From The Pew Charitable Trusts:
The van comes to a stop just as it reaches the hens. A bleating lamb is the first to greet Sandra Hennessee as she opens the van door and lets in the midday sun.
To get here, on an Amish farm in rural western Kentucky, Hennessee headed west from the small town of Mayfield and drove for miles on a two-lane road, passing churches, farms and open fields. With every bend and bump in the road, the wooden shelves inside the 27-year-old van creaked. With every stop, the hundreds of plastic-wrapped and paperback books on the shelves shifted.
Now on the farm, a woman dressed in a floor-length blue skirt, a black jacket, boots and a bonnet climbs inside. “Hi, honey,” Hennessee says. “What can I help you find?”
As the Graves County Public Library bookmobile librarian, Hennessee says she serves some of the most isolated areas of her community. She delivers books to some of the loneliest widows and some of the poorest children, but, according to her, “it’s not really about the books.”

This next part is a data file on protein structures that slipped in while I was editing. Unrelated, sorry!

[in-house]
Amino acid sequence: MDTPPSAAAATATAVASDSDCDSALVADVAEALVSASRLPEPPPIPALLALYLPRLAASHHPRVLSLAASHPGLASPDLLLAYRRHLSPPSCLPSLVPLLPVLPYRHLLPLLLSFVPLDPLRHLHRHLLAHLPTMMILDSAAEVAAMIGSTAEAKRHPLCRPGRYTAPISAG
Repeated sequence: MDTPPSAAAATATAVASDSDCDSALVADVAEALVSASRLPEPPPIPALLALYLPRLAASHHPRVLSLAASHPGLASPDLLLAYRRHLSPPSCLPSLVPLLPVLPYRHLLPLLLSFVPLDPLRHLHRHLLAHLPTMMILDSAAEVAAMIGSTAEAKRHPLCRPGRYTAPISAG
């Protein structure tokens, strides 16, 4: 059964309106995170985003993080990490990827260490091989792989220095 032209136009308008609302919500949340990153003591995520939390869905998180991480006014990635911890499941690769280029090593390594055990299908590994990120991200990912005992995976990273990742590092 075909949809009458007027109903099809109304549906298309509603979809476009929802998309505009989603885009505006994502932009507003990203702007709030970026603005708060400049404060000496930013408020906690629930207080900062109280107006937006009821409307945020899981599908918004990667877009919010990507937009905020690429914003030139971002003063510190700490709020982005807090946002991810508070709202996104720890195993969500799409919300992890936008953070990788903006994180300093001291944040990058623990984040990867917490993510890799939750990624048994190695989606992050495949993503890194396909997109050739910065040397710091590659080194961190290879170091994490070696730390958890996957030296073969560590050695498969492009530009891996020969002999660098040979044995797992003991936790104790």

“I’m a trash taker-outer, I’m a mail-getter, I’m a mechanic, I’m a social worker, I’m a snake killer,” she said. “You do what needs doin.’”
Hennessee, 51, started doing this job in 1995, when bookmobiles — miniature, mobile libraries in the backs of walk-on vans — were in their heyday. At the time, there were nearly 1,000 operating across the United States. Now, there are fewer than 650, according to the most recent data from the Institute of Museum and Library Services, a grantmaking and research arm of the federal government.
Link to the rest at The Pew Charitable Trusts